by: Alain Thys

For a publishing project at one of my clients I've currently been given the joyous task of rereading all the marketing classics. While this is fun at first, I can assure you that after the combined works of Kotler and his colleagues you're craving for some War & Peace as light reading.

Anyway as I kept running into the concepts of above-the-line and below-the-line advertising, I decided to do a little research of myself and answer a question which has ben bugging me since I was a student. WHAT "LINE"??? Over the years I have asked many people that question, and while sometimes highly entertaining, I never got a satisfactory answer. So thanks to Google and a good 10 minutes of perseverence, I came across this one on a site by the European Union of all places:

Traditionally, the term "above-the-line" is used for classical forms of broadcast/print/outdoor advertising. The "line" referred to is an accounting term. Initially "above the line" referred to investments (since advertising may eventually lead to a sale) whereas below the line referred to expenditures such as an on-pack promotion. "Below-the-line" is now more generally used to indicate all forms of commercial communications such as sales promotions, direct marketing and sponsorship other than advertising. Due to various factors, such as the increased integrated use of all forms of commercial communications for the development of the branding strategy and the increase in the use and planning of "below-the-line" activities, this distinction between the two is fading rapidly.

With one question answered, that however immediately lead me to the next one. In an age where we talk about "integrated marketing" why do we still budget this way? I can actually understand the logic for the above/below division in a day and age that we were still hoping to get away with capitalising our advertising investments on the balance sheet. Yet in these days of Sarbanes-Oxley the financial reasons for this have gone away. Still, we insist on having all the traditional budget lines in there and when the moment of budget cuts comes about we go into a discussion about whether to cut a DM campaign or reduce our print advertising spend in a specific region. I would like to make the - probably controversial - case that if we really want to be "customer centric", we need to go back to our CFO's and make a case to change the accounting rules and organise our budgets in a customer-focused way. In stead of talking about "above", "DM", "Sales Promotion", etcetera, budgets should be allocated to 25-30 year old young professional women living in urban areas or 45-60 year old men worried about their sex-appeal. Just think of the dynamics which this simple act would cause. Suddenly you're freed of the theoretical straightjacket which the advertising industry is trying to impose on you which makes it "bon ton" to spend most of your money "above". Suddenly budget conversations become much more focused, as the question isn't "let's cut 10% in print". The conversation then becomes "lets cut 10% of our efforts to reach out to our second largest target audience". And what's more, at a C-level it actually is a step forward to start seeing the relationship between what marketeers are spending and the money coming in. I'm not pretending it's a "pure thought" and it will need work before it actually becomes implementable (and the guys who run your SAP or Hyperion systems will probably want to kill you), yet give it some thought. It's not that illogical when you think about it.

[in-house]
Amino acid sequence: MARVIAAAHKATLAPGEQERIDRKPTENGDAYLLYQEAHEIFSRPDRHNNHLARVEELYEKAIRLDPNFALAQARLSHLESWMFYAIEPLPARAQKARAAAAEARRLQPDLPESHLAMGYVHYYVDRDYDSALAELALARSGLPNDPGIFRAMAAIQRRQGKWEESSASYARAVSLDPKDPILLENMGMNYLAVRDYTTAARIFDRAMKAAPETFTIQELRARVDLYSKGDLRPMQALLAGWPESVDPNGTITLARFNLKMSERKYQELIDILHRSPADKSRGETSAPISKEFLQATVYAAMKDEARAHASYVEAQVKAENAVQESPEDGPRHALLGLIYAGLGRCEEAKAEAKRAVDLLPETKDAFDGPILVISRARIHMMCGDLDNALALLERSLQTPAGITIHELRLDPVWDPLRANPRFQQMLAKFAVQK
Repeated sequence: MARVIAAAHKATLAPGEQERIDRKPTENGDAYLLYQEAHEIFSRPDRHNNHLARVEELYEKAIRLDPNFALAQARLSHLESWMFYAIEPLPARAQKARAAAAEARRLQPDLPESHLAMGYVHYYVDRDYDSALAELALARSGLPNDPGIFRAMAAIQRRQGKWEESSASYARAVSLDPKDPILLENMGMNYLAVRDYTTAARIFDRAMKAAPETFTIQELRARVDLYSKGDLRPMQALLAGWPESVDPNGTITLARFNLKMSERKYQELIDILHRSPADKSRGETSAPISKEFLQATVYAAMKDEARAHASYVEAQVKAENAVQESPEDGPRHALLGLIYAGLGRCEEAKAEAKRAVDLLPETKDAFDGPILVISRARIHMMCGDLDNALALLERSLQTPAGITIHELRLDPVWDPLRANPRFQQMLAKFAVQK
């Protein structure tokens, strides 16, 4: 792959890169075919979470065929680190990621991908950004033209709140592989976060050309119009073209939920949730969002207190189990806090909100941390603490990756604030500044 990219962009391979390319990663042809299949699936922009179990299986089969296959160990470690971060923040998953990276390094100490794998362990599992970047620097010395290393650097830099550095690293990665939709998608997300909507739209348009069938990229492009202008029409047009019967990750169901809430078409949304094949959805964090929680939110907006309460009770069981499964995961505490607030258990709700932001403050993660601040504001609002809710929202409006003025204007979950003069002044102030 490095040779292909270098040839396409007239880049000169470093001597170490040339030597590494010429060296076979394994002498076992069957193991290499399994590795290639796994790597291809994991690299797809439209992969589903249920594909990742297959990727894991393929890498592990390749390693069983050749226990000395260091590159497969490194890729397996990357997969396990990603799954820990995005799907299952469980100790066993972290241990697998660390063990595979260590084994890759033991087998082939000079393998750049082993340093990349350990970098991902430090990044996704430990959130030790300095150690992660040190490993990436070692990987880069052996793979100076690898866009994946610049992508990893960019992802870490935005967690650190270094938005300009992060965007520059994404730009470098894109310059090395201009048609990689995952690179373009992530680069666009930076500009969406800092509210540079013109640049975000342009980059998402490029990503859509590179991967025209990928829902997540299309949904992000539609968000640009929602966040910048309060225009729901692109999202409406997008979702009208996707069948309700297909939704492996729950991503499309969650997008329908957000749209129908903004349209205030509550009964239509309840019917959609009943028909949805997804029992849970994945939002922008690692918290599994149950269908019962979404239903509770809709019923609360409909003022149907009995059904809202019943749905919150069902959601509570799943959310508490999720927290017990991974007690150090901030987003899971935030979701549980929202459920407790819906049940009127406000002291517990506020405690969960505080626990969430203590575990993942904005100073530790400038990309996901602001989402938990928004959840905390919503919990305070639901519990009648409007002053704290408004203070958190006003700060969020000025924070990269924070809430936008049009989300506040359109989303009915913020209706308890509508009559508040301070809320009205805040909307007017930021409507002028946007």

In an age where we talk about "integrated marketing" why do we still budget this way? I can actually understand the logic for the above/below division in a day and age that we were still hoping to get away with capitalising our advertising investments on the balance sheet. Yet in these days of Sarbanes-Oxley the financial reasons for this have gone away. Still, we insist on having all the traditional budget lines in there and when the moment of budget cuts comes about we go into a discussion about whether to cut a DM campaign or reduce our print advertising spend in a specific region. I would like to make the - probably controversial - case that if we really want to be "customer centric", we need to go back to our CFO's and make a case to change the accounting rules and organise our budgets in a customer-focused way. In stead of talking about "above", "DM", "Sales Promotion", etcetera, budgets should be allocated to or . Just think of the dynamics which this simple act would cause. Suddenly you're freed of the theoretical straightjacket which the advertising industry is trying to impose on you which makes it "bon ton" to spend most of your money "above". Suddenly budget conversations become much more focused, as the question isn't "let's cut 10% in print". The conversation then becomes "lets cut 10% of our efforts to reach out to our second largest target audience". And what's more, at a C-level it actually is a step forward to start seeing the relationship between what marketeers are spending and the money coming in. I'm not pretending it's a "pure thought" and it will need work before it actually becomes implementable (and the guys who run your SAP or Hyperion systems will probably want to kill you), yet give it some thought. It's not that illogical when you think about it.

Original Post: http://alainthys.blogging.com/blog/_archives/2005/6/26/974286.html

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